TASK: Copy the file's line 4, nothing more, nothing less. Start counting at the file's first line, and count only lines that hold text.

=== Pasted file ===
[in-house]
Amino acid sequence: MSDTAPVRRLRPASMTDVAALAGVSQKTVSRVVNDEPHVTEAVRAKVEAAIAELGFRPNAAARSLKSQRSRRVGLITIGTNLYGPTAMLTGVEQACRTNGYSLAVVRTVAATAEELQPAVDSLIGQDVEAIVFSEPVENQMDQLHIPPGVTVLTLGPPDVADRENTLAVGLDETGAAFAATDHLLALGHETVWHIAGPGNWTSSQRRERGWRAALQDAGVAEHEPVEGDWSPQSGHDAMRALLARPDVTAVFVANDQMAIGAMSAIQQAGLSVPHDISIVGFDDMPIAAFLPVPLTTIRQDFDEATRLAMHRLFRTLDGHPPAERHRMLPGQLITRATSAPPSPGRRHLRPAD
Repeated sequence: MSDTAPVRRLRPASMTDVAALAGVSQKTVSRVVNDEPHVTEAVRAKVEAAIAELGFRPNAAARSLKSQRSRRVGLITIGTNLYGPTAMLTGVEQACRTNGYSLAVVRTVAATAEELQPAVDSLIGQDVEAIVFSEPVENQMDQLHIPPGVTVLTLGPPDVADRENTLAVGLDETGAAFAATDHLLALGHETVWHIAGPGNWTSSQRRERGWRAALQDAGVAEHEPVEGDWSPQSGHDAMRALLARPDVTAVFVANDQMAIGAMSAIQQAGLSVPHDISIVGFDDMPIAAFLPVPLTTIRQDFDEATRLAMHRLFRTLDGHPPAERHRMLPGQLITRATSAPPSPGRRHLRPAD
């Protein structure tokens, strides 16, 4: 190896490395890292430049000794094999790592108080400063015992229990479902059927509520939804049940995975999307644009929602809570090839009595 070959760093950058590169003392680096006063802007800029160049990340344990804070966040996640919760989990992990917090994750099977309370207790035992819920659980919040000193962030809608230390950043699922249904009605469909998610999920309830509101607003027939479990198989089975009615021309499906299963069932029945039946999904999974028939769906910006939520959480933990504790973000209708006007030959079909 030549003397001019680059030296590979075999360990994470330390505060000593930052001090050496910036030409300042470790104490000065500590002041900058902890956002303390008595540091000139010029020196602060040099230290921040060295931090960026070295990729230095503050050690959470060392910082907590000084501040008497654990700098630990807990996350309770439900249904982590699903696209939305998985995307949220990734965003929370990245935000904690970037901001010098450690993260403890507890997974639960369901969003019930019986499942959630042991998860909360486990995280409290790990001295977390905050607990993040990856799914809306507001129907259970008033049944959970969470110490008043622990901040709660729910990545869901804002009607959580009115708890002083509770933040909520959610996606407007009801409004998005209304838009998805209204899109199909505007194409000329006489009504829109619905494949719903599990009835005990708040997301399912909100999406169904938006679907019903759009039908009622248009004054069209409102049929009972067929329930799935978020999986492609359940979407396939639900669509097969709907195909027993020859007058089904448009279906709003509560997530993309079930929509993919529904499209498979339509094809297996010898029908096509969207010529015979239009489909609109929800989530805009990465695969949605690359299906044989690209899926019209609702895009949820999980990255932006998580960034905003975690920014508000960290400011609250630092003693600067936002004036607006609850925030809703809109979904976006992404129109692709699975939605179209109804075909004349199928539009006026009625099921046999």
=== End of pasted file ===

């Protein structure tokens, strides 16, 4: 190896490395890292430049000794094999790592108080400063015992229990479902059927509520939804049940995975999307644009929602809570090839009595 070959760093950058590169003392680096006063802007800029160049990340344990804070966040996640919760989990992990917090994750099977309370207790035992819920659980919040000193962030809608230390950043699922249904009605469909998610999920309830509101607003027939479990198989089975009615021309499906299963069932029945039946999904999974028939769906910006939520959480933990504790973000209708006007030959079909 030549003397001019680059030296590979075999360990994470330390505060000593930052001090050496910036030409300042470790104490000065500590002041900058902890956002303390008595540091000139010029020196602060040099230290921040060295931090960026070295990729230095503050050690959470060392910082907590000084501040008497654990700098630990807990996350309770439900249904982590699903696209939305998985995307949220990734965003929370990245935000904690970037901001010098450690993260403890507890997974639960369901969003019930019986499942959630042991998860909360486990995280409290790990001295977390905050607990993040990856799914809306507001129907259970008033049944959970969470110490008043622990901040709660729910990545869901804002009607959580009115708890002083509770933040909520959610996606407007009801409004998005209304838009998805209204899109199909505007194409000329006489009504829109619905494949719903599990009835005990708040997301399912909100999406169904938006679907019903759009039908009622248009004054069209409102049929009972067929329930799935978020999986492609359940979407396939639900669509097969709907195909027993020859007058089904448009279906709003509560997530993309079930929509993919529904499209498979339509094809297996010898029908096509969207010529015979239009489909609109929800989530805009990465695969949605690359299906044989690209899926019209609702895009949820999980990255932006998580960034905003975690920014508000960290400011609250630092003693600067936002004036607006609850925030809703809109979904976006992404129109692709699975939605179209109804075909004349199928539009006026009625099921046999």